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Philly Fed: Mid-Atlantic manufacturing remains in contraction

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Philly Fed:  Mid-Atlantic manufacturing remains in contraction

Sixth consecutive month of contraction reported.

According to the Philadelphia Federal Reserve, mid-Atlantic regional manufacturing activity contracted again in February.

According to its monthly survey on economic conditions, the general activity index rose slightly during the month, from -3.5 in January to -2.8 this month, but remained in contraction territory. This result actually beat analysts’ expectations of a -4.0 reading.

However, the index reflects the six straight months of negative manufacturing growth in the region.

The employment picture also remained relatively bleak.

Results from the survey were generally downbeat, with the indices for current new orders, inventories, prices and backlogs of unfilled orders all declining from already weak levels in January.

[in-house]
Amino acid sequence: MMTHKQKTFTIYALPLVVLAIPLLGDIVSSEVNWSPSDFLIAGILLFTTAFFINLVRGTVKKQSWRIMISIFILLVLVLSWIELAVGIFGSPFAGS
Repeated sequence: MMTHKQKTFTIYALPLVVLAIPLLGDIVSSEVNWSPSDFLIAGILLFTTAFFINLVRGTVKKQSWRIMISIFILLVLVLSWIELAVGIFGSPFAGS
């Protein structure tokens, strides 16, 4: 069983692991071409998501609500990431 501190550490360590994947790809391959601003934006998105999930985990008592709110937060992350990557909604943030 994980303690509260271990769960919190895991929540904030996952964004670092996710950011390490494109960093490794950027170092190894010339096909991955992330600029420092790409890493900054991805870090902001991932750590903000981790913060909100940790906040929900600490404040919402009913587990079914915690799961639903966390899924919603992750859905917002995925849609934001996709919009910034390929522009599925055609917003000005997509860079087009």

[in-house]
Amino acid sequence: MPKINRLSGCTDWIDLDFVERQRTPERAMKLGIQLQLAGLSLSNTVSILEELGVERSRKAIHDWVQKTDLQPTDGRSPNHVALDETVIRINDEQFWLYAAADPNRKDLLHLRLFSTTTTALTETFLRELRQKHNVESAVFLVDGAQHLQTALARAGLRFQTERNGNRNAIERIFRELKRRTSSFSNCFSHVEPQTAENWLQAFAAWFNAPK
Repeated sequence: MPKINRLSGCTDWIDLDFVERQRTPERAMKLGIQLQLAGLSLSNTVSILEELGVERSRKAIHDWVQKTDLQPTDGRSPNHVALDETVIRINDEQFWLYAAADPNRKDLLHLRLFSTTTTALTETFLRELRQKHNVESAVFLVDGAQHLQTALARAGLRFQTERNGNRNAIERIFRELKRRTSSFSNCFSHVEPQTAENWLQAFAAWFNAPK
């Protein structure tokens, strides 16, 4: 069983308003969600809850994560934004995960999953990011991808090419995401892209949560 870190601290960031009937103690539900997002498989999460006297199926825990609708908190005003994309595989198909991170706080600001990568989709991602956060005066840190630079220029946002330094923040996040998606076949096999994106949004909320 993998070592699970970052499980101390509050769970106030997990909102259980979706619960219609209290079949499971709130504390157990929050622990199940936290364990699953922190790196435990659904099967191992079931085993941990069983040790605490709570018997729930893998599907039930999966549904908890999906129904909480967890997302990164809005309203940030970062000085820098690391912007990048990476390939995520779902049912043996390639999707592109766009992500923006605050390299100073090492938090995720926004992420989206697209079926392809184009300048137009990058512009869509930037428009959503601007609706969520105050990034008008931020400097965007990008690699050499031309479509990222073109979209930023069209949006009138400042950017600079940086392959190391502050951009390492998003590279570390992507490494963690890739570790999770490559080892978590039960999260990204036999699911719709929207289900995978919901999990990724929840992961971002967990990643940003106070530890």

The employment picture also remained relatively bleak.  The survey’s labor market indicators suggest continued weak employment conditions. The employment index decreased 3 points, from -1.9 to -5.0. About 63% of the firms reported no change in employment this month, and the percentage reporting decreases (20%) was slightly larger than the percentage reporting increases (15%).

One bright spot in the report was the shipments index, which remained in positive territory for the second consecutive month.  However, the reading fell 7 points from January.

Confidence in future wanes

The survey’s index for future general activity fell from a reading of 19.1 in January to 17.3 this month. The index has trended down since last summer and is now at its lowest reading since November 2012. The largest share of firms expects an increase in activity over the next six months (42%), but 25% expect declines. The future indexes for new orders and shipments also edged down slightly this month. Firms’ forecasts for future employment have been moderating the past few months. The future employment index fell from 5.5 to 2.3 this month, the third consecutive decline. The future workweek index also declined into negative territory for the first time in six months.

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